Cracking the Indus Valley script

Ancient Civilisation

 A Harappan seal

A Harappan seal.Generations of scholars have tried to crack the script etched out on tiny Indus Valley seals, tablets and amulets. Numerous decipherments have been proposed; but none accepted by the scientific community at large. This is why Dr Bryan Wells, a researcher and part of the eclectic team that is trying to decipher the Indus script jokingly says, “The Indus Valley script must be the most deciphered script in the world.”
What is exciting Dr Wells and linguists like Dr Steve Bonta from the Pennsylvania State University, who have been trying to crack the code, is the scintillating results of a study by a group of academicians and scholars. The study has discovered through computer statistical methods that the Indus script shows distinct patterns in the placement of symbols in sequences. This even gives this team a chance to accurately guess and fill in on the missing parts in the tablets discovered so far.

It is a geographically spread out team that conducted the computer analysis — Rajesh PN Rao, University of Washington; Nisha Yadav and Mayank Vahia of the Tata Institute of Fundamental Research and Centre for Excellence in Basic Sciences in Mumbai; Hrishikesh Joglekar of Mumbai; R Adhikari of the Institute of Mathematical Sciences in Chennai; and Iravatham Mahadevan of the Indus Research Centre in Chennai. Their study was published in the latest Proceedings of the National Academy of Sciences, and the research was funded by the Packard Foundation, the Sir Jamsetji Tata Trust, the University of Washington and the Indus Research Centre.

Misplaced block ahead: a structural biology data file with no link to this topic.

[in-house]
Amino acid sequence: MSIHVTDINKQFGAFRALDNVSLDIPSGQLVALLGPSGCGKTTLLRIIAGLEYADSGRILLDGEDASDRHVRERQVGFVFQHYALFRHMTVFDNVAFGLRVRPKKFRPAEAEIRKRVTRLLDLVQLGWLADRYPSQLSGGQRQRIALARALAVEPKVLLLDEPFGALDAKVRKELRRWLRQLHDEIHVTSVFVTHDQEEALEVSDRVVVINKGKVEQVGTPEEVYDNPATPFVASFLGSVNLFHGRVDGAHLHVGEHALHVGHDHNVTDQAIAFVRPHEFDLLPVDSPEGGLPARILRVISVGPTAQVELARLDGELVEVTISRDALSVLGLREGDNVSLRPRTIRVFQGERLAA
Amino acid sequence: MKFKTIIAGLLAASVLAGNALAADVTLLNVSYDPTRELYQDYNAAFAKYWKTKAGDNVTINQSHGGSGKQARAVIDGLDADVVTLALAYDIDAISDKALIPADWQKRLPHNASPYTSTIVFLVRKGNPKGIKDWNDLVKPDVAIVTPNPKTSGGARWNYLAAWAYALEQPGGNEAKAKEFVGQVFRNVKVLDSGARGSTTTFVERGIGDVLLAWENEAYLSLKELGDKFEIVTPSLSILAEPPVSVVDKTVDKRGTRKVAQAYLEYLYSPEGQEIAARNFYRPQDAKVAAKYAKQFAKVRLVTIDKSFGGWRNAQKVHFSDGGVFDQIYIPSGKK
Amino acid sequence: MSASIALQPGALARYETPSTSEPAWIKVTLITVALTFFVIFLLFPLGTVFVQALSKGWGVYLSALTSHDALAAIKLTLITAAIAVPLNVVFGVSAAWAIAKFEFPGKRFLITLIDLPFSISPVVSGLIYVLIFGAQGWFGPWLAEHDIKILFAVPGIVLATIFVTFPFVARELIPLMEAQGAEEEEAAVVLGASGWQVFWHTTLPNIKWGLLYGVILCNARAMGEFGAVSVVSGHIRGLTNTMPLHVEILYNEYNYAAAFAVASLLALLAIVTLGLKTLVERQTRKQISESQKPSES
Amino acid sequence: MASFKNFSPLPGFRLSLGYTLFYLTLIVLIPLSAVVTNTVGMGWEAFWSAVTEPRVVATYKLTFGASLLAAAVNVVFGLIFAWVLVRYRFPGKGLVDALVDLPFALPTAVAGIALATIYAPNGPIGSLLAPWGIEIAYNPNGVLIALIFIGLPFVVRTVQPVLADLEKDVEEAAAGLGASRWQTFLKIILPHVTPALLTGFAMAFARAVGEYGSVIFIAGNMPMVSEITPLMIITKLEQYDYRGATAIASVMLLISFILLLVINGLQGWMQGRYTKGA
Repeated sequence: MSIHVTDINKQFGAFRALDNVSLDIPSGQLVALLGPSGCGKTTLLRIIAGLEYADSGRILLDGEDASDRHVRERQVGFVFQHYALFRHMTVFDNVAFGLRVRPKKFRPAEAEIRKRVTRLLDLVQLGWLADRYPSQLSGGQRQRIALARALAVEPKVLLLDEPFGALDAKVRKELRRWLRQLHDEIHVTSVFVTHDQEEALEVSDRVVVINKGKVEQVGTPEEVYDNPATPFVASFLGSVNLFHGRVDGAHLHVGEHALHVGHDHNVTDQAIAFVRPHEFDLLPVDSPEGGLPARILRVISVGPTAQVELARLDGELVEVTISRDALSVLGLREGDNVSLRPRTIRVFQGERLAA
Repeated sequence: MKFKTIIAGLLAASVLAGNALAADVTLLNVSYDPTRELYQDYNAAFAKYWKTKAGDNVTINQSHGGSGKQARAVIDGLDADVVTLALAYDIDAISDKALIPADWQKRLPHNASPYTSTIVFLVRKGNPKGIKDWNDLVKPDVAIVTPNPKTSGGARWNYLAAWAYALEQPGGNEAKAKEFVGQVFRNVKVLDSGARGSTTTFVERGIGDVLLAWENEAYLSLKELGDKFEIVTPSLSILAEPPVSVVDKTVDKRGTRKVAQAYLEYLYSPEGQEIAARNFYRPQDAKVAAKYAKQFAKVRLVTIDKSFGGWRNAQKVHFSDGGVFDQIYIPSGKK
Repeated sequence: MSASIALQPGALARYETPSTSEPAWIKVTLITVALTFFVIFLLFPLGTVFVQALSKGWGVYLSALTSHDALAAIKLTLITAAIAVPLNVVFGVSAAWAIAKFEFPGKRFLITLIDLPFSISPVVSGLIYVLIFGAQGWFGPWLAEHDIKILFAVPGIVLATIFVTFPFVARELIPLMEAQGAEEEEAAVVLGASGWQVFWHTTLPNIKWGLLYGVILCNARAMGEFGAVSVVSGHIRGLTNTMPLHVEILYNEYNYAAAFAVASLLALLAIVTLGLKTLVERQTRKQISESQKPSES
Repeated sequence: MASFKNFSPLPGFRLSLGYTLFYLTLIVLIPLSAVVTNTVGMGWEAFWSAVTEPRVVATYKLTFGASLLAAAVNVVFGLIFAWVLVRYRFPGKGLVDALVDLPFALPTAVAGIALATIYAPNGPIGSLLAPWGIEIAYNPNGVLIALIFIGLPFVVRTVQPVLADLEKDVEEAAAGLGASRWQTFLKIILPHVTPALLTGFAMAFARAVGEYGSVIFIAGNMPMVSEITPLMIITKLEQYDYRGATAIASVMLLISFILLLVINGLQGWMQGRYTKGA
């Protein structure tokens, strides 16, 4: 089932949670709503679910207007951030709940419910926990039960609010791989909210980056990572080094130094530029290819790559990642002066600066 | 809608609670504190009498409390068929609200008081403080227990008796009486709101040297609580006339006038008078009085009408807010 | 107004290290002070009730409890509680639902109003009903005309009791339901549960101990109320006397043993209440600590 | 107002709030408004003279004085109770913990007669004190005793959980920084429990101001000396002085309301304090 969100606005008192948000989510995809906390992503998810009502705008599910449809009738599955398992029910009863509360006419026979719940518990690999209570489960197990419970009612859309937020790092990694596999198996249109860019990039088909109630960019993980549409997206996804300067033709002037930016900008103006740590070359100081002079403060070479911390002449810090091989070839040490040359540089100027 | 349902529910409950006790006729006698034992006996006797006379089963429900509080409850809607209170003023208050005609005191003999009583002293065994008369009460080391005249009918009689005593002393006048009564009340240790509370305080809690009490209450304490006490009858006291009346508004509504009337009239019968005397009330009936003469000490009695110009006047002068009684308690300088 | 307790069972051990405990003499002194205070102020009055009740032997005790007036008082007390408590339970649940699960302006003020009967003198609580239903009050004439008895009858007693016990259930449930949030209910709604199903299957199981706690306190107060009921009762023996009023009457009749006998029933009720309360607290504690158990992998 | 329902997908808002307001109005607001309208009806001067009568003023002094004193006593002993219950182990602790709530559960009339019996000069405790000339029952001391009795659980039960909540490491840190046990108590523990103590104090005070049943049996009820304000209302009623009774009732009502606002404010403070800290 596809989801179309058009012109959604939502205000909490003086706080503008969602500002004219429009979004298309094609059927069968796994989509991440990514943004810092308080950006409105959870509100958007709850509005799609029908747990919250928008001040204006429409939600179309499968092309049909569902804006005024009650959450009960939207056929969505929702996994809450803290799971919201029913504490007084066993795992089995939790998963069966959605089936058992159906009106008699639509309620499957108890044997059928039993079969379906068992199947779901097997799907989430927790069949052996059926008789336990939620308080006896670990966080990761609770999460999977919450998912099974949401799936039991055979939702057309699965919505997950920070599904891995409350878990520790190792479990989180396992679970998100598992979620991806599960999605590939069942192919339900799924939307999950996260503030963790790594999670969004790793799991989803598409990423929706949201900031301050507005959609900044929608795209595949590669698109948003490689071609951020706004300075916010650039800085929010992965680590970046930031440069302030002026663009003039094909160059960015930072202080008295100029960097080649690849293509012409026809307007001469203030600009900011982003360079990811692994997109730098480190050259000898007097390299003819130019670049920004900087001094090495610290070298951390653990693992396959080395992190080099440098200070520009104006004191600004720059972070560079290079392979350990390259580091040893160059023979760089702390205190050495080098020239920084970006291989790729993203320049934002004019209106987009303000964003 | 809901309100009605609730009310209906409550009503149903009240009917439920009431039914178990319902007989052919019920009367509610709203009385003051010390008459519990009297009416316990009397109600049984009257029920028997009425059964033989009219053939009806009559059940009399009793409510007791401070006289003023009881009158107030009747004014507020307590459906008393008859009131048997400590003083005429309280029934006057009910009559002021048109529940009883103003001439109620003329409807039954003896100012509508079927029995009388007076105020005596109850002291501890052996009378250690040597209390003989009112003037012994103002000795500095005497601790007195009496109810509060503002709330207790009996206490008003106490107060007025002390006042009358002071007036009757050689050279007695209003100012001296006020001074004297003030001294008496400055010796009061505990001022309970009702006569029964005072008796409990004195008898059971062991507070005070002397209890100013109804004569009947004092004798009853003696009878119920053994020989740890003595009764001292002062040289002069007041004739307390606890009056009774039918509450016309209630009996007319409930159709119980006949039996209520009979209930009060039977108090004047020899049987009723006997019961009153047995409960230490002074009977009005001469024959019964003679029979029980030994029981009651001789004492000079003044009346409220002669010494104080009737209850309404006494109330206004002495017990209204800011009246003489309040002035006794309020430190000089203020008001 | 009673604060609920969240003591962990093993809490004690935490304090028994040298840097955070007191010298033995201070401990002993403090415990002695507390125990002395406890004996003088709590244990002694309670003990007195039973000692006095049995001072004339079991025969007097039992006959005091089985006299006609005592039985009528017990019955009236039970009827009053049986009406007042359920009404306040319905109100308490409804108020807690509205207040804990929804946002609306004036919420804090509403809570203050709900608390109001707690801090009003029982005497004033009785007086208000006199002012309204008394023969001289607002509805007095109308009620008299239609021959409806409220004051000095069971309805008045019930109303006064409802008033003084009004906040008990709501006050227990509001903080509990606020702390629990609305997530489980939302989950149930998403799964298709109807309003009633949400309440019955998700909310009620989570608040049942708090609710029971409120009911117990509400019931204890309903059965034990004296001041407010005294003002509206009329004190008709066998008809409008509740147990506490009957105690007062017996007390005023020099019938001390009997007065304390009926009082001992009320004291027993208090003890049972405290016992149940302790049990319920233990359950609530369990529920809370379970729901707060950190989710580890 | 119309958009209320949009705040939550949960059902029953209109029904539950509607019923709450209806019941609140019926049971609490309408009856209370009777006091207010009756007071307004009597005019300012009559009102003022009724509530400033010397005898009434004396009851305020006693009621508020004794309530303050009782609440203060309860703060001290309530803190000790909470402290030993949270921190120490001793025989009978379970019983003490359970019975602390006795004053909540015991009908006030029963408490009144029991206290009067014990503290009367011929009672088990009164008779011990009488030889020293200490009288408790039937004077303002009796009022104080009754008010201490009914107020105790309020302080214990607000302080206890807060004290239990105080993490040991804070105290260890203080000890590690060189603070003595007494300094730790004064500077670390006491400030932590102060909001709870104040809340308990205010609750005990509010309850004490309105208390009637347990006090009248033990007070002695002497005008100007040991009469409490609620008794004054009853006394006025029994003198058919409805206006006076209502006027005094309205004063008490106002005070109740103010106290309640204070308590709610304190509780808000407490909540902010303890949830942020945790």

These researchers used the Markov statistical model that analyses sequences and estimates the likelihood of a future event. This model has actually hit on the underlying grammatical structure of the Indus script, which is a massive boost for efforts in deciphering the script. The Markov analysis suggests that the Indus script exhibits rich synactic structure and the ability to represent diverse content. In short, the results suggest that the Indus script symbols fall into the purview of language. “I think that using Markov model has been a turning point,” says Dr Ronojoy Adhikari. The Markov model is generally used for sequences like DNA analysis, speech recognition, and economics.

The Indus Valley civilisation, also known as the Harappan civilisation (following the discovery of the bygone-existence of this civilisation at a site called Harappa, by English general Alexander Cunningham in the late 19th century) once spanned over half a million square miles. These people had an amazing trade network that extended as far as the Persian Gulf and the Middle East, and over 4000 symbol-bearing objects have been discovered, some in places as far away as Mesopotamia.

The Indus script sequences in seals are typically five to six symbols long, and read from right to left (understood from the cramping of signs towards the left of the seals). Each seal has an animal icon (predominantly the one horned rhino) accompanied by another symbol at the base. The seals are rather small, and the largest discovered one is just over a foot tall.